Psst... We're working on the next generation of Chowhound! View >
HOME > Chowhound > General Topics >
Mar 12, 2008 12:34 PM

Mexican Coca Cola - some made with HFCS

The Chowhound Team split this tangent from the Los Angeles board

* * * * * * *

Some Mexican bottlers have switched to HFCS, but not all. This is due to a trade ruling (apparently, American protectionism of its corn industry is OK, but Mexican protection of its sugar industry isn't). I don't know how to figure out whether a particular Mexican-bottled beverage really has sugar or HFCS, but I would trust the purchaser at Galco's to ensure that he's getting what he advertises.

  1. Click to Upload a photo (10 MB limit)
  1. Normally, we'll buy the bottled stuff from Mexico from our local BevMo. I checked the label before, but not recently. Hope they haven't converted to that icky corn syrup!

    1. That's flat-out depressing considering you don't know what you're getting since they slap those generic labels on the bottles that say HFCS and/or sugar. It would require deciphering the codes printed on the bottle and doing some investigative work.

      4 Replies
      1. re: nakni

        Oh you can taste the difference from HFCS and sugar coke, with or without a label.
        I have tasted both from Mexican variety and still much prefer the sugar.

        1. re: b0ardkn0t

          Same here. My issue is that I don't want to buy a case at Costco (which the local Costcos are finally going to stock at least temporarily) and find out it has corn syrup in it instead. The prices per bottle at the Mexican market aren't cheap. I'd stock up on Passover Coke if I could so I would know for sure, but Jews aren't exactly prominent in Idaho. I could call up probably the only temple in town and see if they know where to look.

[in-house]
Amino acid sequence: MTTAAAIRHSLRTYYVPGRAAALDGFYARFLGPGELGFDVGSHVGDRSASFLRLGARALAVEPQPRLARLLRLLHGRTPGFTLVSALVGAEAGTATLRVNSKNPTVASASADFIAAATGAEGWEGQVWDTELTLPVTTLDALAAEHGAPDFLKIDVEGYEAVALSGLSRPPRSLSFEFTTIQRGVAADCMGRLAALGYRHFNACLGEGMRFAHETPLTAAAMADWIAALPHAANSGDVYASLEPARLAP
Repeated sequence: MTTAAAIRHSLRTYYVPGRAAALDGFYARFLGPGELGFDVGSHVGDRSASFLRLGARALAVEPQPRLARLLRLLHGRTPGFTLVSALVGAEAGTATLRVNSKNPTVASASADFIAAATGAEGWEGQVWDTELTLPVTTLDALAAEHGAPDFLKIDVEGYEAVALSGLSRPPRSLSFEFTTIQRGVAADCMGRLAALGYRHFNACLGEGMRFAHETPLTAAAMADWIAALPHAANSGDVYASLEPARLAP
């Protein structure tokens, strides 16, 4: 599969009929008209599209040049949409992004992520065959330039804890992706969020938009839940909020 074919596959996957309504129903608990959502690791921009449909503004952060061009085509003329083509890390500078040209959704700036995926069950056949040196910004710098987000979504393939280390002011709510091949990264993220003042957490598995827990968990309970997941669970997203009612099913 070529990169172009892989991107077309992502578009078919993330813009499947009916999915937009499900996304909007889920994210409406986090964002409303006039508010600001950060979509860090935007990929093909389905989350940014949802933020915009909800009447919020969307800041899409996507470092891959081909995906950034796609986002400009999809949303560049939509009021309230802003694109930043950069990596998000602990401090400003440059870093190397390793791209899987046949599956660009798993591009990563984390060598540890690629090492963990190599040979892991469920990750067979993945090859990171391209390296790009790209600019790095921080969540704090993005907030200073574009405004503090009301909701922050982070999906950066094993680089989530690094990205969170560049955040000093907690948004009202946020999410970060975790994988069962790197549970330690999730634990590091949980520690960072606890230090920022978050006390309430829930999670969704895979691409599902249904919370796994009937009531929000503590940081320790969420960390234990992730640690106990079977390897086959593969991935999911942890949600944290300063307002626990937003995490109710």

1. re: nakni

            You could absolutely do that -- call the synagogue and ask where you can source kosher-l'Pesach Coke.

            1. re: nakni

              I live in Portland, OR and a local Kmart here has started selling the Mexican coke made with sugar.; I checked the label. This kmart is in a predominately hispanic neighborhood so I am not sure if all kmarts are doing this. Downside, they are selling loose bottles. Real fun carting out many bottles of unboxed cola.

        2. Here's a link to an article in Spanish from March 1, 2005 in which FEMSA (the biggest Mexican bottler) says it was already using HFCS (jarabe de maiz de alta fructosa) in a part of its production in spite of a 20% tariff on incoming HFCS:

          I found this statement particularly interesting:

          “Si tuviéramos la libertad total de usar jarabe de maíz de alta fructosa probablemente usaríamos alrededor de 30 a 35 por ciento (de las necesidades de endulzante) pero eso es asumiendo que tuviéramos la libertad total en ese frente y no la tenemos”, sostuvo el directivo."

          The bottler is saying that if he had total liberty to purchase corn syrup he'd probably use around 30-35 percent of it as the sweetener necessary for his products. However he does not have that liberty.

          So I would assume that at this time at least FEMSA was using about an 80-20 sugar-HFCS mix.

          I can't find too much definitive stuff after that, but I do know that the sugar lobby in Mexico and the bottlers were going head to head over this.

          The bottom line is that there is a strong likelihood that the majority of coke bottlers in Mexico use a mix of HFCS and sugar. This would explain why it still tastes better than what we have here, but not as great as it might. I recently got a bottle of coke at Galco's with a different bottle cap that indicated it was bottled in Morelos, Mexico, the heart of Mexico's sugar industry. I thought that bottle tasted better than the bottles from Mexicali or Tijuana, also available at Galco's. I'm betting that local bottler in Morelos (not FEMSA) uses pure cane sugar as a result of pressure from the local sugar farmers.

          But a lot of this remains conjecture.